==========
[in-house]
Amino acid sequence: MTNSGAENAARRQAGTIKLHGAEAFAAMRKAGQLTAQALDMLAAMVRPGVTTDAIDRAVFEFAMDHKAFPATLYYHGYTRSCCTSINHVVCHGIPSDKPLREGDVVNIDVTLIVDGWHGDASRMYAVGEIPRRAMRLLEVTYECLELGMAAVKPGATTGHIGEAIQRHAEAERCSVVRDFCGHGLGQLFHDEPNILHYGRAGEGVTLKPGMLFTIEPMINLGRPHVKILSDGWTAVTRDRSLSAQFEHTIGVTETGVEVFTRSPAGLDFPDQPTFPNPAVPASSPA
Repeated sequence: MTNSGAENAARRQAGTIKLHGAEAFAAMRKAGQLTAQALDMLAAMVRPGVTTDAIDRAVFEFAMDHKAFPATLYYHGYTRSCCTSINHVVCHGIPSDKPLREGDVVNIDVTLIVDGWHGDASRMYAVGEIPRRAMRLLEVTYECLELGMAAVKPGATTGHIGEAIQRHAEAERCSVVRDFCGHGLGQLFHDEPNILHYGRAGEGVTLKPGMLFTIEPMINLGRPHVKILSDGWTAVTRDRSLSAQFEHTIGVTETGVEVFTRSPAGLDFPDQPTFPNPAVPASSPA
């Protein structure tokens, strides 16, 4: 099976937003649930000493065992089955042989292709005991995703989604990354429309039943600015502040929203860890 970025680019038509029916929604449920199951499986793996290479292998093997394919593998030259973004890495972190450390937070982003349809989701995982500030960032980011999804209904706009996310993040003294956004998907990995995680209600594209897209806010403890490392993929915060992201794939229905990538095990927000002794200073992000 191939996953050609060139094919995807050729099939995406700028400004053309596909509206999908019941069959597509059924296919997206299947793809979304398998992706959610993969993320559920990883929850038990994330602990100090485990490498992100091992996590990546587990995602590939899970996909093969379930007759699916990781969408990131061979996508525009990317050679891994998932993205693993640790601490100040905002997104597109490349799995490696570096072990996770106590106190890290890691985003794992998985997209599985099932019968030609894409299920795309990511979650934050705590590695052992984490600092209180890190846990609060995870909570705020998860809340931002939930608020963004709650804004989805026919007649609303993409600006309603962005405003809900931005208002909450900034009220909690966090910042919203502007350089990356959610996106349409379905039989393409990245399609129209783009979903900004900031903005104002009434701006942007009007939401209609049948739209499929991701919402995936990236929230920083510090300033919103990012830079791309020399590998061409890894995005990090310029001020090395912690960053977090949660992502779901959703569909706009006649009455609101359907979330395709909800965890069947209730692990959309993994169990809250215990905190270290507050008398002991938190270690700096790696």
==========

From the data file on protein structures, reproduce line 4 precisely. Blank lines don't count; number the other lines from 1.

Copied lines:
């Protein structure tokens, strides 16, 4: 099976937003649930000493065992089955042989292709005991995703989604990354429309039943600015502040929203860890 970025680019038509029916929604449920199951499986793996290479292998093997394919593998030259973004890495972190450390937070982003349809989701995982500030960032980011999804209904706009996310993040003294956004998907990995995680209600594209897209806010403890490392993929915060992201794939229905990538095990927000002794200073992000 191939996953050609060139094919995807050729099939995406700028400004053309596909509206999908019941069959597509059924296919997206299947793809979304398998992706959610993969993320559920990883929850038990994330602990100090485990490498992100091992996590990546587990995602590939899970996909093969379930007759699916990781969408990131061979996508525009990317050679891994998932993205693993640790601490100040905002997104597109490349799995490696570096072990996770106590106190890290890691985003794992998985997209599985099932019968030609894409299920795309990511979650934050705590590695052992984490600092209180890190846990609060995870909570705020998860809340931002939930608020963004709650804004989805026919007649609303993409600006309603962005405003809900931005208002909450900034009220909690966090910042919203502007350089990356959610996106349409379905039989393409990245399609129209783009979903900004900031903005104002009434701006942007009007939401209609049948739209499929991701919402995936990236929230920083510090300033919103990012830079791309020399590998061409890894995005990090310029001020090395912690960053977090949660992502779901959703569909706009006649009455609101359907979330395709909800965890069947209730692990959309993994169990809250215990905190270290507050008398002991938190270690700096790696």